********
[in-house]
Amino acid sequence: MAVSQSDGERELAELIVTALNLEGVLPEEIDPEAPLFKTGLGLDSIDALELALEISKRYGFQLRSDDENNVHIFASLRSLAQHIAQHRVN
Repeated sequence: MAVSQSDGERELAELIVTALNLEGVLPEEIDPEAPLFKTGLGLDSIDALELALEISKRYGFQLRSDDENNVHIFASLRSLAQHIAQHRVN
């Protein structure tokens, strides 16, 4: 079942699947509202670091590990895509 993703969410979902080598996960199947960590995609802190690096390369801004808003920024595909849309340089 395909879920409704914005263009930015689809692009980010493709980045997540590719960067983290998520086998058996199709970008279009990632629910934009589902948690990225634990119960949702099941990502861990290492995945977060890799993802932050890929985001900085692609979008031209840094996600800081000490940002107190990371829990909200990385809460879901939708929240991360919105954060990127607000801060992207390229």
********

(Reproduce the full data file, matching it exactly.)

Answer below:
[in-house]
Amino acid sequence: MAVSQSDGERELAELIVTALNLEGVLPEEIDPEAPLFKTGLGLDSIDALELALEISKRYGFQLRSDDENNVHIFASLRSLAQHIAQHRVN
Repeated sequence: MAVSQSDGERELAELIVTALNLEGVLPEEIDPEAPLFKTGLGLDSIDALELALEISKRYGFQLRSDDENNVHIFASLRSLAQHIAQHRVN
């Protein structure tokens, strides 16, 4: 079942699947509202670091590990895509 993703969410979902080598996960199947960590995609802190690096390369801004808003920024595909849309340089 395909879920409704914005263009930015689809692009980010493709980045997540590719960067983290998520086998058996199709970008279009990632629910934009589902948690990225634990119960949702099941990502861990290492995945977060890799993802932050890929985001900085692609979008031209840094996600800081000490940002107190990371829990909200990385809460879901939708929240991360919105954060990127607000801060992207390229």